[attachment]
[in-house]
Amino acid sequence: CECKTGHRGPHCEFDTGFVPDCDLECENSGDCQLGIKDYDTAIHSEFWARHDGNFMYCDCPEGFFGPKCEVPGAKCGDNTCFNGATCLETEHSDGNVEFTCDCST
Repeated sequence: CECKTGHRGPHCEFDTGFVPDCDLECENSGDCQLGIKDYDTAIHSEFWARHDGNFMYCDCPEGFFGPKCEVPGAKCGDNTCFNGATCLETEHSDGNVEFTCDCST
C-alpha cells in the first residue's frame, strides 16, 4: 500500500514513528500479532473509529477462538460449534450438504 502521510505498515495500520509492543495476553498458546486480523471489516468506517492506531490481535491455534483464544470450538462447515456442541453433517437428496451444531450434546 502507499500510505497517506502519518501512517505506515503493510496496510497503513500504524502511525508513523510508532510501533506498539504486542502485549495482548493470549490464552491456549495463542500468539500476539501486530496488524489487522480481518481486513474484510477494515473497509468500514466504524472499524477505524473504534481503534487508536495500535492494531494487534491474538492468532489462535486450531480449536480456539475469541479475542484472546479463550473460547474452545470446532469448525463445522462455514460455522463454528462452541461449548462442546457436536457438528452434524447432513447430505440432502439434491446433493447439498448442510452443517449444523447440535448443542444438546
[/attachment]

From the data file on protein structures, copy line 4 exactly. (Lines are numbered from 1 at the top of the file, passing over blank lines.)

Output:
C-alpha cells in the first residue's frame, strides 16, 4: 500500500514513528500479532473509529477462538460449534450438504 502521510505498515495500520509492543495476553498458546486480523471489516468506517492506531490481535491455534483464544470450538462447515456442541453433517437428496451444531450434546 502507499500510505497517506502519518501512517505506515503493510496496510497503513500504524502511525508513523510508532510501533506498539504486542502485549495482548493470549490464552491456549495463542500468539500476539501486530496488524489487522480481518481486513474484510477494515473497509468500514466504524472499524477505524473504534481503534487508536495500535492494531494487534491474538492468532489462535486450531480449536480456539475469541479475542484472546479463550473460547474452545470446532469448525463445522462455514460455522463454528462452541461449548462442546457436536457438528452434524447432513447430505440432502439434491446433493447439498448442510452443517449444523447440535448443542444438546